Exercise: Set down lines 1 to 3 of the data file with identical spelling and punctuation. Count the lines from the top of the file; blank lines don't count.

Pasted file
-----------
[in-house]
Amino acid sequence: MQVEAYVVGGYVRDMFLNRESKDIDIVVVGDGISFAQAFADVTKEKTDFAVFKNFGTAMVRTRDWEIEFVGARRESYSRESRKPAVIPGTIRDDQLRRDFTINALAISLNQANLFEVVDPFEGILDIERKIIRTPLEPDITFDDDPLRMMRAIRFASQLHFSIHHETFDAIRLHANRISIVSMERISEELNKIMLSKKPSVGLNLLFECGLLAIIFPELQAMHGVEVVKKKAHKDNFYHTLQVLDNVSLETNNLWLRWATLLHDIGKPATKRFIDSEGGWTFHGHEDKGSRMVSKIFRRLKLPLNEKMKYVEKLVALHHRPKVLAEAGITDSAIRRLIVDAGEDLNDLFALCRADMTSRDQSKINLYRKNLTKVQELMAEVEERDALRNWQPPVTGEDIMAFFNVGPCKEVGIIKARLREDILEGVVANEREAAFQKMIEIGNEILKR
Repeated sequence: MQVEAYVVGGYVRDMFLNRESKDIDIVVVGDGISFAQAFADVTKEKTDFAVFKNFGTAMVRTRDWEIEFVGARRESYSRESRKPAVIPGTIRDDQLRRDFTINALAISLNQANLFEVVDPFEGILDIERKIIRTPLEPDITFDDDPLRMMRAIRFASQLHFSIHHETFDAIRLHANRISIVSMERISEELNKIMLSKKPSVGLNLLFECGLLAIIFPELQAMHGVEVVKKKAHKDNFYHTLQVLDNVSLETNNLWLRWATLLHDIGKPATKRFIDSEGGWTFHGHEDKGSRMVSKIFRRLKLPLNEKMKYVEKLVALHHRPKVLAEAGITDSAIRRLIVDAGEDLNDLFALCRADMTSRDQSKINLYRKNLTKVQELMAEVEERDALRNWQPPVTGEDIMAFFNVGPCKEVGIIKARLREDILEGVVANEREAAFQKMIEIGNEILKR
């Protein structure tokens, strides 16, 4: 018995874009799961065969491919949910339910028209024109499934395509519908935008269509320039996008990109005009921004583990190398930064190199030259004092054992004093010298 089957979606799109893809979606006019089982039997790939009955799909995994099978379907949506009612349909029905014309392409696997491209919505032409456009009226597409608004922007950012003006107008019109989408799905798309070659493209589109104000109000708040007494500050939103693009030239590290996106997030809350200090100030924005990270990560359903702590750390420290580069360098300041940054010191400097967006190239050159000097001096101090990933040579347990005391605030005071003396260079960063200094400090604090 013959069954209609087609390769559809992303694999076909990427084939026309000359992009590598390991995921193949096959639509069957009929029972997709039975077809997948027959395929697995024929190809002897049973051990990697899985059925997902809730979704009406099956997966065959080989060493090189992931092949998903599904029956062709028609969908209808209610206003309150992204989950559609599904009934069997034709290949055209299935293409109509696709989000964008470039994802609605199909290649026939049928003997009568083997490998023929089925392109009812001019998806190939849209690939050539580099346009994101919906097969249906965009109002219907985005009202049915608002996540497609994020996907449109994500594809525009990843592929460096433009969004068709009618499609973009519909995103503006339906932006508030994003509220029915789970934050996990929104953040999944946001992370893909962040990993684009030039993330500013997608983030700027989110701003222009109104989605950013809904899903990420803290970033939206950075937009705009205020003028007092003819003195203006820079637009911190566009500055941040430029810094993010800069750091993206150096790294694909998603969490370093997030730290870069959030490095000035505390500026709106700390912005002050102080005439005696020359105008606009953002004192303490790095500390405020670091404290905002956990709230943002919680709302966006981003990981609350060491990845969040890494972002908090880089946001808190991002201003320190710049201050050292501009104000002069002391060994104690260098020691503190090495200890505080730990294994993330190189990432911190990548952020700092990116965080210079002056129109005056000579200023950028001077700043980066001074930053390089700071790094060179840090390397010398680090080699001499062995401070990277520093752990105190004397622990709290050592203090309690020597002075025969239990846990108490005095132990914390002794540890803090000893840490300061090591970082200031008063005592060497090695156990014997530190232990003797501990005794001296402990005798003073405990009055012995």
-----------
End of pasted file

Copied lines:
[in-house]
Amino acid sequence: MQVEAYVVGGYVRDMFLNRESKDIDIVVVGDGISFAQAFADVTKEKTDFAVFKNFGTAMVRTRDWEIEFVGARRESYSRESRKPAVIPGTIRDDQLRRDFTINALAISLNQANLFEVVDPFEGILDIERKIIRTPLEPDITFDDDPLRMMRAIRFASQLHFSIHHETFDAIRLHANRISIVSMERISEELNKIMLSKKPSVGLNLLFECGLLAIIFPELQAMHGVEVVKKKAHKDNFYHTLQVLDNVSLETNNLWLRWATLLHDIGKPATKRFIDSEGGWTFHGHEDKGSRMVSKIFRRLKLPLNEKMKYVEKLVALHHRPKVLAEAGITDSAIRRLIVDAGEDLNDLFALCRADMTSRDQSKINLYRKNLTKVQELMAEVEERDALRNWQPPVTGEDIMAFFNVGPCKEVGIIKARLREDILEGVVANEREAAFQKMIEIGNEILKR
Repeated sequence: MQVEAYVVGGYVRDMFLNRESKDIDIVVVGDGISFAQAFADVTKEKTDFAVFKNFGTAMVRTRDWEIEFVGARRESYSRESRKPAVIPGTIRDDQLRRDFTINALAISLNQANLFEVVDPFEGILDIERKIIRTPLEPDITFDDDPLRMMRAIRFASQLHFSIHHETFDAIRLHANRISIVSMERISEELNKIMLSKKPSVGLNLLFECGLLAIIFPELQAMHGVEVVKKKAHKDNFYHTLQVLDNVSLETNNLWLRWATLLHDIGKPATKRFIDSEGGWTFHGHEDKGSRMVSKIFRRLKLPLNEKMKYVEKLVALHHRPKVLAEAGITDSAIRRLIVDAGEDLNDLFALCRADMTSRDQSKINLYRKNLTKVQELMAEVEERDALRNWQPPVTGEDIMAFFNVGPCKEVGIIKARLREDILEGVVANEREAAFQKMIEIGNEILKR